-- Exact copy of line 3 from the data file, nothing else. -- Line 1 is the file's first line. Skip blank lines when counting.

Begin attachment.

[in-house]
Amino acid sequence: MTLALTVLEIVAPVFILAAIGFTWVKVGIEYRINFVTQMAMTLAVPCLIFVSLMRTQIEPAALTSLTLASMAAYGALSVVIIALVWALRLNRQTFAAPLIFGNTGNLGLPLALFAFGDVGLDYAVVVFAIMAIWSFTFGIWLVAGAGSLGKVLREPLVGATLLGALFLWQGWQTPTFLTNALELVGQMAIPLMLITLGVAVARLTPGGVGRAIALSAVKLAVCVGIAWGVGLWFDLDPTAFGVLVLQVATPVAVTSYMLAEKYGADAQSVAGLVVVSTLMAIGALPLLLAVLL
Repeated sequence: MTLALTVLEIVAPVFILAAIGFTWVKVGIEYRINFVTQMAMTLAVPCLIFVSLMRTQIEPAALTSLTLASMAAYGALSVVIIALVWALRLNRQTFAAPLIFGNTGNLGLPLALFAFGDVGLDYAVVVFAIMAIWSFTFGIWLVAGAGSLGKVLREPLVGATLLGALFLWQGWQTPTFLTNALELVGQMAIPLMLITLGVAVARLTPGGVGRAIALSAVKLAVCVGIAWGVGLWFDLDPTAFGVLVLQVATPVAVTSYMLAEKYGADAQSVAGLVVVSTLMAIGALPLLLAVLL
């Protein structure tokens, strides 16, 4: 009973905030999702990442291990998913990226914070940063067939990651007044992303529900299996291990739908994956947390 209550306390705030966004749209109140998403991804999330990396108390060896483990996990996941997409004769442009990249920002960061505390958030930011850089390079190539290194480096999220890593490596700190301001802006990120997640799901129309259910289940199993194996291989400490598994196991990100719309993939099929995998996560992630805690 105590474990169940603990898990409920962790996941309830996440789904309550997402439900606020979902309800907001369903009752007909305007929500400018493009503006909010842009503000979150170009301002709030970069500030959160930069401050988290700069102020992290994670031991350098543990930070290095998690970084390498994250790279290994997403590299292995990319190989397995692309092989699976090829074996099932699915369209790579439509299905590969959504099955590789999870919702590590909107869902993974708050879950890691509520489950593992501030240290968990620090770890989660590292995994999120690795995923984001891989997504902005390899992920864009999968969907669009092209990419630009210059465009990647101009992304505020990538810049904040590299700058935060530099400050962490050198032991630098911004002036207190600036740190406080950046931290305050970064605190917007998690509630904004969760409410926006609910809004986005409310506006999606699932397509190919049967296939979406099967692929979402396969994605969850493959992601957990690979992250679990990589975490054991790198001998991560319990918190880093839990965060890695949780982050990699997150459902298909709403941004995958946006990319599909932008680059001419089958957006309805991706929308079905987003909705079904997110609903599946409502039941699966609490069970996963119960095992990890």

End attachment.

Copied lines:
Repeated sequence: MTLALTVLEIVAPVFILAAIGFTWVKVGIEYRINFVTQMAMTLAVPCLIFVSLMRTQIEPAALTSLTLASMAAYGALSVVIIALVWALRLNRQTFAAPLIFGNTGNLGLPLALFAFGDVGLDYAVVVFAIMAIWSFTFGIWLVAGAGSLGKVLREPLVGATLLGALFLWQGWQTPTFLTNALELVGQMAIPLMLITLGVAVARLTPGGVGRAIALSAVKLAVCVGIAWGVGLWFDLDPTAFGVLVLQVATPVAVTSYMLAEKYGADAQSVAGLVVVSTLMAIGALPLLLAVLL